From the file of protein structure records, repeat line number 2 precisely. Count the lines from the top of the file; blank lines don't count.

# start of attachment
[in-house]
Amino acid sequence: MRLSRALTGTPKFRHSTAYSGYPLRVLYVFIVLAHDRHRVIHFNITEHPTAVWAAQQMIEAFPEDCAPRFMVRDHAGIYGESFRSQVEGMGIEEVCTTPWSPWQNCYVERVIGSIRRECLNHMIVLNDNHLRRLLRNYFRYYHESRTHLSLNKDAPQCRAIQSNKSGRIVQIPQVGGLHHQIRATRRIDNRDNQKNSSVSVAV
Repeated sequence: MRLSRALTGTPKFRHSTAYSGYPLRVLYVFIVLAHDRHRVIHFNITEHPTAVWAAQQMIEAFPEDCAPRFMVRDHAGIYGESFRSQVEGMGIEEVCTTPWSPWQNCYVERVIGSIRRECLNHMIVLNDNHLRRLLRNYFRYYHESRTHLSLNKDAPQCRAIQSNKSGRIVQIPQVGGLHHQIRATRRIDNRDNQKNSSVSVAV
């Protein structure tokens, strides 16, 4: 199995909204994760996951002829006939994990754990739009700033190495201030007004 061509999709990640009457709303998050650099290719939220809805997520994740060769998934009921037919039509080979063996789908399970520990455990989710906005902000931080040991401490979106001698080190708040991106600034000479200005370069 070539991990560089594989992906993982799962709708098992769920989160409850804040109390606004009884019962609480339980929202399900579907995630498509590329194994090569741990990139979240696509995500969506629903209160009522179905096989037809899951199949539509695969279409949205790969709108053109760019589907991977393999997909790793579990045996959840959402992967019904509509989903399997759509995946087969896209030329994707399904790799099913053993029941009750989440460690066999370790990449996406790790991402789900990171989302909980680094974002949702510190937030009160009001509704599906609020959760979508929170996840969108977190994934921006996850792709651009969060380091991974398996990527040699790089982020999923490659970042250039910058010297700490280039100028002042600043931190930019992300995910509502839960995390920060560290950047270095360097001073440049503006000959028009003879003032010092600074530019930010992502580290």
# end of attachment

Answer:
Amino acid sequence: MRLSRALTGTPKFRHSTAYSGYPLRVLYVFIVLAHDRHRVIHFNITEHPTAVWAAQQMIEAFPEDCAPRFMVRDHAGIYGESFRSQVEGMGIEEVCTTPWSPWQNCYVERVIGSIRRECLNHMIVLNDNHLRRLLRNYFRYYHESRTHLSLNKDAPQCRAIQSNKSGRIVQIPQVGGLHHQIRATRRIDNRDNQKNSSVSVAV